Annie Lee Cooper

In honor of Black History Month, every day The Cardinal will feature a prominent person who has contributed to society.

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Annie Lee Cooper

Denyse Lopez-Hernandez, Staff Writer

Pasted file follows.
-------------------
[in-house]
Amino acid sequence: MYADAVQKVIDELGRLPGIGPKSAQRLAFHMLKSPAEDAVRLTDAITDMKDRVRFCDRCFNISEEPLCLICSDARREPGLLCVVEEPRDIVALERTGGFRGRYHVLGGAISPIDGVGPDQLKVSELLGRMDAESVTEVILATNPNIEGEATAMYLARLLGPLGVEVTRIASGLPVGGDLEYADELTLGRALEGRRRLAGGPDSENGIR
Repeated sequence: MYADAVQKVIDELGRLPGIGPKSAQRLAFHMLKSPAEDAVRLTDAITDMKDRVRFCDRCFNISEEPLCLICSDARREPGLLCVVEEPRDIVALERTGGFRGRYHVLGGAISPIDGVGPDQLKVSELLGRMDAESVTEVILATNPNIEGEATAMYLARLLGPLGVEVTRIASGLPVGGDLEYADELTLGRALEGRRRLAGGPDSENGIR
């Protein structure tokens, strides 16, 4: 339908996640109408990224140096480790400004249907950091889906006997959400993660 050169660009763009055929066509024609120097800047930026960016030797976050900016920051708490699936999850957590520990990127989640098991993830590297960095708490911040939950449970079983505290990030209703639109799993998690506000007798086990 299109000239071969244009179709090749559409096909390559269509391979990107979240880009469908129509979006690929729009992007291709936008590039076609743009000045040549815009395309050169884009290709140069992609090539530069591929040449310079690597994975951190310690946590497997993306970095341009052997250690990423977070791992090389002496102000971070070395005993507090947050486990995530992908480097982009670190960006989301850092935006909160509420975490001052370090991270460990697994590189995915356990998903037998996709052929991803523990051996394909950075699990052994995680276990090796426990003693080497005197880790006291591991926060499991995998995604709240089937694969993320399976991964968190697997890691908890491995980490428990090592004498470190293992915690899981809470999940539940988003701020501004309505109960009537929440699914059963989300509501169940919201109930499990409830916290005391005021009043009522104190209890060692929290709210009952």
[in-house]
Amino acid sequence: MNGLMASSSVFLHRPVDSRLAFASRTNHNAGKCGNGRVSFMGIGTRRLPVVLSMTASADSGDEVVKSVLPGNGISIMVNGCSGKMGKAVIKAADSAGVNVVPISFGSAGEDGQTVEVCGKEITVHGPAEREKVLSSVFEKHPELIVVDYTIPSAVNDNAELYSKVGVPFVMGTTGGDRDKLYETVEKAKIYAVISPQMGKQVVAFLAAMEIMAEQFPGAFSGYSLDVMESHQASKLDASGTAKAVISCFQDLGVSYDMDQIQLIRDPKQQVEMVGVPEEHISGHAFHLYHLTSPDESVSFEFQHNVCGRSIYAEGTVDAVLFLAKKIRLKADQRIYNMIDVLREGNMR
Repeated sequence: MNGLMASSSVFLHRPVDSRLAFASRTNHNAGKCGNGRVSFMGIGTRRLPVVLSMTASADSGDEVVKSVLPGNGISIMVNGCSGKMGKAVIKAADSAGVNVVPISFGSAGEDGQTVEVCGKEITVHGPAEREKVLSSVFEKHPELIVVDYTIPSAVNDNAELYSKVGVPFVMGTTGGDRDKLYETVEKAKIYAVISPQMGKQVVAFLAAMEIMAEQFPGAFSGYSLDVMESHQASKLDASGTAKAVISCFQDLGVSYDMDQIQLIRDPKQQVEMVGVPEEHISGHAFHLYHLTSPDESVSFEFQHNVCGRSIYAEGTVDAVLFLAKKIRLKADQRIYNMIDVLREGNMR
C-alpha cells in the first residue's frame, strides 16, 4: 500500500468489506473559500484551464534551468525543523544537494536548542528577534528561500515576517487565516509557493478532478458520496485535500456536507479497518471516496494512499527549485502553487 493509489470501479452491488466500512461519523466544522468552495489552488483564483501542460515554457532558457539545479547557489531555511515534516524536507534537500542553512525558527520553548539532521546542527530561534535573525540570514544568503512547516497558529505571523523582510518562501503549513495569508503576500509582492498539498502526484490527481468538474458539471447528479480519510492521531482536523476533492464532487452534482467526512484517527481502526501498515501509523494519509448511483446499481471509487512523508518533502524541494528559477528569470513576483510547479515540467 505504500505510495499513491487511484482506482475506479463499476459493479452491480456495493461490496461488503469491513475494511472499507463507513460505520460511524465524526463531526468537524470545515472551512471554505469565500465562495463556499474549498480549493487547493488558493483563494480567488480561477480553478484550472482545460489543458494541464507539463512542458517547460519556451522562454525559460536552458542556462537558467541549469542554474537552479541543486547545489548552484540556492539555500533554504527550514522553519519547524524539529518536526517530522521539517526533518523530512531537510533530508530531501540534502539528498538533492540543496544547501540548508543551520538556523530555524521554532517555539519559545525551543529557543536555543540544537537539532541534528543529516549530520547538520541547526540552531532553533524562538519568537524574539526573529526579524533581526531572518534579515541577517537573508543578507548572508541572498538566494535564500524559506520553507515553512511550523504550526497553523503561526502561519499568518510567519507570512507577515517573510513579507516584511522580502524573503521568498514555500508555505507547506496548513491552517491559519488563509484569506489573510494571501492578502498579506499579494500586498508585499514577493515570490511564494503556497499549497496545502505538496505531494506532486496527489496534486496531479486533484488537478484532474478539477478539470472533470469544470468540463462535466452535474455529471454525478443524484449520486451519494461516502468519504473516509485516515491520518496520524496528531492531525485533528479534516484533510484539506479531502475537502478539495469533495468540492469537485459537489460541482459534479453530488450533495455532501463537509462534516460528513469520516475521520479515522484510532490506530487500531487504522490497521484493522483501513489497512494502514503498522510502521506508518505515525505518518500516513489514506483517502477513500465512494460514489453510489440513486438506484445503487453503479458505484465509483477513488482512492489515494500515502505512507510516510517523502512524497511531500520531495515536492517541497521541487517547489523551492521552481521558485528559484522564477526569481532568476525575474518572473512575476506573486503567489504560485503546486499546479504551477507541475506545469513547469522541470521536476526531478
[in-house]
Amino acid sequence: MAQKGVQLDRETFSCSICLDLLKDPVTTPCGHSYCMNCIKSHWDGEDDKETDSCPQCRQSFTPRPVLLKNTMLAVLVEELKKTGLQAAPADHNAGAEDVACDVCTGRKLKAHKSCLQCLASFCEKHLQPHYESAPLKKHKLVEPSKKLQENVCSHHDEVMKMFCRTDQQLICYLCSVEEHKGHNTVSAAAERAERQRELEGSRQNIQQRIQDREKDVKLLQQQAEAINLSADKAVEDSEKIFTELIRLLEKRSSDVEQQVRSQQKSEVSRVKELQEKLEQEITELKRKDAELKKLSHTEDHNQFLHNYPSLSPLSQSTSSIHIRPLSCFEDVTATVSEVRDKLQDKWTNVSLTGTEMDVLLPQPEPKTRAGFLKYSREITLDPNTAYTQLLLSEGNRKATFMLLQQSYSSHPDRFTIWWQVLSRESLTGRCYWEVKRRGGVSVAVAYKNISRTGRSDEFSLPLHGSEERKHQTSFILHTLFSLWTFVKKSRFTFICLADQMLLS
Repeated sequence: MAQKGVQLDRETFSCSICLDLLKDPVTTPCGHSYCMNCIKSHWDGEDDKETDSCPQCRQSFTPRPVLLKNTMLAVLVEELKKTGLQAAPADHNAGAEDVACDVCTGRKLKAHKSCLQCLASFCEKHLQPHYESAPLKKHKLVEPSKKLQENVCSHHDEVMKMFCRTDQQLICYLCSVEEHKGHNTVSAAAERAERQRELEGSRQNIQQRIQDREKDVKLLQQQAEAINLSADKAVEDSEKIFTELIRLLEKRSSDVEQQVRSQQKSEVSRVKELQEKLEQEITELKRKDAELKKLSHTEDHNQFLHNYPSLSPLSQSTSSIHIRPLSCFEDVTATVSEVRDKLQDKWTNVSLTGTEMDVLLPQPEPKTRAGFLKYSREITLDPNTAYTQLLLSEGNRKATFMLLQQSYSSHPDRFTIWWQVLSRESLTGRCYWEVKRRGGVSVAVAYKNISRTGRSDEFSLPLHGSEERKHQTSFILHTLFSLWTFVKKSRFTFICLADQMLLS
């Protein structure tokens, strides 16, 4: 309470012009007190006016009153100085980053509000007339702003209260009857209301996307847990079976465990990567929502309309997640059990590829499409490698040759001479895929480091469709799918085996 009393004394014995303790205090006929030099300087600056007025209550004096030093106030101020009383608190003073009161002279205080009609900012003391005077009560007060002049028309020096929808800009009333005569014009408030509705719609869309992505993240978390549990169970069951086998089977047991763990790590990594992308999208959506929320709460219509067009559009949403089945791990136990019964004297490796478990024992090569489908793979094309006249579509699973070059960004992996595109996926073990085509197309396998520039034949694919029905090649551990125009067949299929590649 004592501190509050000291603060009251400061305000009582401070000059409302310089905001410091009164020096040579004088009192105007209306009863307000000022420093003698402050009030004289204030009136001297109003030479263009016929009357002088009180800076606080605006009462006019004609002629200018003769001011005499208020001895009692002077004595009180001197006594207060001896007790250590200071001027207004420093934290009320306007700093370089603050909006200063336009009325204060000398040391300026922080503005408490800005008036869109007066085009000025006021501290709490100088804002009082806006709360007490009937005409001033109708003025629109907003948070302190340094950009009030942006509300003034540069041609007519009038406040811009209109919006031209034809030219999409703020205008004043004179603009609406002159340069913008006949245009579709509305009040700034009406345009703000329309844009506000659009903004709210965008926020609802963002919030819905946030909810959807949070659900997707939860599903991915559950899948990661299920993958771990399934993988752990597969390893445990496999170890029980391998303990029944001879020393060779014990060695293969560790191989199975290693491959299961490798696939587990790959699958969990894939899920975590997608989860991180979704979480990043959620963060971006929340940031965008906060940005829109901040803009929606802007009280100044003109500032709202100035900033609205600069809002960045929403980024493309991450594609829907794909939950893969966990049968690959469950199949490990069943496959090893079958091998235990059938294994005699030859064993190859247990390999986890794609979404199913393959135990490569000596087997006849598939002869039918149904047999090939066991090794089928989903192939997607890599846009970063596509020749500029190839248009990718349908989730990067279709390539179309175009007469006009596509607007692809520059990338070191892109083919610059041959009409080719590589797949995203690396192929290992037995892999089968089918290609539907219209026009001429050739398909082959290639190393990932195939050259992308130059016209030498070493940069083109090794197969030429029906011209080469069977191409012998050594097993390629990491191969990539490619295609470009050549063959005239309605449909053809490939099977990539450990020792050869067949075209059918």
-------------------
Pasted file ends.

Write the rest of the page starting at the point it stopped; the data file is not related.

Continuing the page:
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Annie Lee Cooper, the American civil rights activists was born on June 2, 1910 and died at age 100 on November 24, 2010. She was involved in the 1965 Selma voting rights movement.  In January 1965, Cooper stood in line for hours outside the Dallas County Courthouse to register to vote until Sheriff Jim Clark ordered her to vacate the premises. Clark prodded Cooper in the neck with a billy club until Cooper turned around and hit the sheriff in the jaw, knocking him down. Deputies then wrestled Cooper to the ground as Clark continued to beat her repeatedly with his club.  Cooper was charged with “criminal provocation” and was escorted to the county jail, and then held for 11 hours before being allowed to leave. She spent the period of her incarceration singing spirituals. Some in the sheriff’s department wanted to charge her with attempted murder. Following this incident, Cooper became a registered voter in her home state.